Political districting in the United States is a decennial process of redrawing the boundaries of congressional and state legislative districts. The notion of fairness in political districting has been an important topic of subjective debate, with district maps having consequences to multiple stakeholders. Even though districting as an optimization problem has been well-studied, existing models primarily rely on non-political fairness measures such as the compactness of districts. This paper introduces optimization models for districting with political fairness criteria. The criteria considered are based on fundamental fairness principles such as vote-seat proportionality (efficiency gap), partisan (a)symmetry, and competitiveness. Given the large sizes of practical instances, a multilevel algorithm is presented, which first reduces instance sizes by a series of graph contractions, and then solves an exact multi-objective problem at the inner level using the $\epsilon-$constraint method. The non-linearity of the partisan asymmetry objective is efficiently tackled with the branch-and-cut method. Case studies on congressional districting in Wisconsin are presented. The results demonstrate that district plans constituting the Pareto-front are equitable, symmetric, competitive, and compact, and that a multi-objective approach is integral to paving the way towards a holistic districting process that addresses all the stakeholders.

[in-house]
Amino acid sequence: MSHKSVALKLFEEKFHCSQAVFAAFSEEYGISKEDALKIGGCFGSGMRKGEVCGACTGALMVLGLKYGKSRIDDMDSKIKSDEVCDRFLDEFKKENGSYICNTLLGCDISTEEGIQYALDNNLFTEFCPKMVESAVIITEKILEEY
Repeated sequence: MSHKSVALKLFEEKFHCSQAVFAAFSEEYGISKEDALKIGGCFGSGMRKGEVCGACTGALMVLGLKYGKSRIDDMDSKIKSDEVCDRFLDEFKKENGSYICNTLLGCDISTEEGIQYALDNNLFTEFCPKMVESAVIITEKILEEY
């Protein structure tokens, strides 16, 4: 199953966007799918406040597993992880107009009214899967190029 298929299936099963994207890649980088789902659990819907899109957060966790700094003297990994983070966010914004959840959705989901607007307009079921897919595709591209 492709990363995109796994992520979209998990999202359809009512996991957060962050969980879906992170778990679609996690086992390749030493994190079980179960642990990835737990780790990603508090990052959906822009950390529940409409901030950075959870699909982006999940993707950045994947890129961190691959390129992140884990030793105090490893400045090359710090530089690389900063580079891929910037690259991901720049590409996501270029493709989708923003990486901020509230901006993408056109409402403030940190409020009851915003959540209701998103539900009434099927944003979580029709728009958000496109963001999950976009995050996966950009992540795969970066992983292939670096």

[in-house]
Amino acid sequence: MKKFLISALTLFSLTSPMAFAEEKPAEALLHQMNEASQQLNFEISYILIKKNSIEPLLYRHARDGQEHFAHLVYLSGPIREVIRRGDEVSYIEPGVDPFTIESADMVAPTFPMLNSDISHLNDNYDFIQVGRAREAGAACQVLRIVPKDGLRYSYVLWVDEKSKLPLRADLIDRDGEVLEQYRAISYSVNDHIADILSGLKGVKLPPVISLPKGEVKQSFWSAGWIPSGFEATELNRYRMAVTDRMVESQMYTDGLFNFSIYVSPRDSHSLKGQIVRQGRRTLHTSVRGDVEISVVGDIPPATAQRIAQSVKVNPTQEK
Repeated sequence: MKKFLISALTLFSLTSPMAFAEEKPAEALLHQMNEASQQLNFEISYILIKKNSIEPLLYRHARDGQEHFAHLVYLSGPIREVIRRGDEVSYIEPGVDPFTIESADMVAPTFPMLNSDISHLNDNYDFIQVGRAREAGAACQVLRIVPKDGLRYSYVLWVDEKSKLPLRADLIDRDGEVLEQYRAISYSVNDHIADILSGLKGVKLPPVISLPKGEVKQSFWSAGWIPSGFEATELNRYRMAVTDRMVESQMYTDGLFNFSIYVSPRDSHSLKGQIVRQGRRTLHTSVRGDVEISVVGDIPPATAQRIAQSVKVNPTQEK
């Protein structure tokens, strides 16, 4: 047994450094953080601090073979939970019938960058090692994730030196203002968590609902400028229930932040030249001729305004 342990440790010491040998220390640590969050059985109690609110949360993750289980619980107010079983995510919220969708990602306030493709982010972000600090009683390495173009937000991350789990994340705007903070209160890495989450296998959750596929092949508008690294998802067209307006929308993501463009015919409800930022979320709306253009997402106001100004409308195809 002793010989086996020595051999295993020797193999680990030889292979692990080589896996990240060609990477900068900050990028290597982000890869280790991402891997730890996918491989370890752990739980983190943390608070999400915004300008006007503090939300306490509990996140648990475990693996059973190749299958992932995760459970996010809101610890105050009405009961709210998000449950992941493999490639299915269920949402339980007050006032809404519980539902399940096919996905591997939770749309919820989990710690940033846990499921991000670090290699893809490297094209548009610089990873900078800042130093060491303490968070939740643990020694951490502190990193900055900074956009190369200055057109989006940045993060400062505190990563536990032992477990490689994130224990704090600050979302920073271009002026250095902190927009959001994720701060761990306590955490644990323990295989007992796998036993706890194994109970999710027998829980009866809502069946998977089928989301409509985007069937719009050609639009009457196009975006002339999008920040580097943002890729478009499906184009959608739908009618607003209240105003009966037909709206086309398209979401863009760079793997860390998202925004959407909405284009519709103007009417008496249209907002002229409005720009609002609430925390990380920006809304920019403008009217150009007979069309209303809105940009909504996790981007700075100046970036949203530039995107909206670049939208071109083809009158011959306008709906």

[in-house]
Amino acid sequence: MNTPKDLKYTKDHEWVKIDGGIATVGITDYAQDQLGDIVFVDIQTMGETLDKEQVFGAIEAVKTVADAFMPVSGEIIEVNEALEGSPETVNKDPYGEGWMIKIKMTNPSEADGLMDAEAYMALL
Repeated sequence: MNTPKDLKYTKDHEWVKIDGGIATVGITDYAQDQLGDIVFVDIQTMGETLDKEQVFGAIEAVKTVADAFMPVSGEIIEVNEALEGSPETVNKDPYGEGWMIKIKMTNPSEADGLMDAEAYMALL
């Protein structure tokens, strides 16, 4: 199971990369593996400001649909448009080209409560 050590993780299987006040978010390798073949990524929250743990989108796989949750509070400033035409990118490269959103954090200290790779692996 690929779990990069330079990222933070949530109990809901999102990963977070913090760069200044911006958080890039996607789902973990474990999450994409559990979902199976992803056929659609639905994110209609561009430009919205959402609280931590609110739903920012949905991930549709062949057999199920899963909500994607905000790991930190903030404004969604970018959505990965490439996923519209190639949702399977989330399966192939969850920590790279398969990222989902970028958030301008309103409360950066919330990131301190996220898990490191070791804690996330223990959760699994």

Swamy, R., King, D.M., Jacobson, S.H. (in press). Multi-Objective Optimization for Politically Fair Districting: A Scalable Multilevel Approach. Operations Research.